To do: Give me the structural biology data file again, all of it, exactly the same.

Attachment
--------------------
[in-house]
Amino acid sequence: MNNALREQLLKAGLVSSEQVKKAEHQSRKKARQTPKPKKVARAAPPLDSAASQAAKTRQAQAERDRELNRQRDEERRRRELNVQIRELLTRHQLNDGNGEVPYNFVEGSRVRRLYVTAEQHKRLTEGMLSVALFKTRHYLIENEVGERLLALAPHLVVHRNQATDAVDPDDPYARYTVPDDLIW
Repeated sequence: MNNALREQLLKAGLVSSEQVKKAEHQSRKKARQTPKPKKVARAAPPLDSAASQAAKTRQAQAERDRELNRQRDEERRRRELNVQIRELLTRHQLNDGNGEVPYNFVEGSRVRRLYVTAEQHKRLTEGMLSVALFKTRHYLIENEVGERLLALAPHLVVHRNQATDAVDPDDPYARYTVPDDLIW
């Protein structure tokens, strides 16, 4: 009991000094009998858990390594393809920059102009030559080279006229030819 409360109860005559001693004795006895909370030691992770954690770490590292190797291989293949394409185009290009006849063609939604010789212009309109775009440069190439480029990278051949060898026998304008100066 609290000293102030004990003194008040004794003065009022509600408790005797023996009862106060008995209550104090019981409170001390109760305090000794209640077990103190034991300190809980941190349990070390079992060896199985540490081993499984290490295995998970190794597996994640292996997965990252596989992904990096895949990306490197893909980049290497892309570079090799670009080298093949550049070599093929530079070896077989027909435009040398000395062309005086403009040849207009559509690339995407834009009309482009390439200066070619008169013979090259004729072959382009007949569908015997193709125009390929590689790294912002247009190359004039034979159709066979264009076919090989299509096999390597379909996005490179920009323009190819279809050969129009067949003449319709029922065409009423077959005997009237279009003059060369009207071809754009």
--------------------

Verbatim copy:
[in-house]
Amino acid sequence: MNNALREQLLKAGLVSSEQVKKAEHQSRKKARQTPKPKKVARAAPPLDSAASQAAKTRQAQAERDRELNRQRDEERRRRELNVQIRELLTRHQLNDGNGEVPYNFVEGSRVRRLYVTAEQHKRLTEGMLSVALFKTRHYLIENEVGERLLALAPHLVVHRNQATDAVDPDDPYARYTVPDDLIW
Repeated sequence: MNNALREQLLKAGLVSSEQVKKAEHQSRKKARQTPKPKKVARAAPPLDSAASQAAKTRQAQAERDRELNRQRDEERRRRELNVQIRELLTRHQLNDGNGEVPYNFVEGSRVRRLYVTAEQHKRLTEGMLSVALFKTRHYLIENEVGERLLALAPHLVVHRNQATDAVDPDDPYARYTVPDDLIW
């Protein structure tokens, strides 16, 4: 009991000094009998858990390594393809920059102009030559080279006229030819 409360109860005559001693004795006895909370030691992770954690770490590292190797291989293949394409185009290009006849063609939604010789212009309109775009440069190439480029990278051949060898026998304008100066 609290000293102030004990003194008040004794003065009022509600408790005797023996009862106060008995209550104090019981409170001390109760305090000794209640077990103190034991300190809980941190349990070390079992060896199985540490081993499984290490295995998970190794597996994640292996997965990252596989992904990096895949990306490197893909980049290497892309570079090799670009080298093949550049070599093929530079070896077989027909435009040398000395062309005086403009040849207009559509690339995407834009009309482009390439200066070619008169013979090259004729072959382009007949569908015997193709125009390929590689790294912002247009190359004039034979159709066979264009076919090989299509096999390597379909996005490179920009323009190819279809050969129009067949003449319709029922065409009423077959005997009237279009003059060369009207071809754009």